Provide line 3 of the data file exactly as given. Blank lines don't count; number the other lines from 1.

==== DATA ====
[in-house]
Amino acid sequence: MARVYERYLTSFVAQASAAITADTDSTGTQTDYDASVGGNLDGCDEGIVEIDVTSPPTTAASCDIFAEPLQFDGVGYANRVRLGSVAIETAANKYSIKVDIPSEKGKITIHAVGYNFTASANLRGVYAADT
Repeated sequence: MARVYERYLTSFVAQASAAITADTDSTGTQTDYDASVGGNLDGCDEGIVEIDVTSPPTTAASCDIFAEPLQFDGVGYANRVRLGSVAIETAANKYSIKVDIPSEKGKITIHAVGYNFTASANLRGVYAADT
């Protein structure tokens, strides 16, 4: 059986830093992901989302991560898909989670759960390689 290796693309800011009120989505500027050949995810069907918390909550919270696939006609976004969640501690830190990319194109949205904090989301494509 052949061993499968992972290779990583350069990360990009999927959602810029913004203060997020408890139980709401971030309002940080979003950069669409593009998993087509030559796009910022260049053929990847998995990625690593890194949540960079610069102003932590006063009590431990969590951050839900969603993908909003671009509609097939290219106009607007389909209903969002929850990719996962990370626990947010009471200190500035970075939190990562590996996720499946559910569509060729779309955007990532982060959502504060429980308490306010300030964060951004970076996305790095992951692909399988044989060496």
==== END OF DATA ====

Repeated sequence: MARVYERYLTSFVAQASAAITADTDSTGTQTDYDASVGGNLDGCDEGIVEIDVTSPPTTAASCDIFAEPLQFDGVGYANRVRLGSVAIETAANKYSIKVDIPSEKGKITIHAVGYNFTASANLRGVYAADT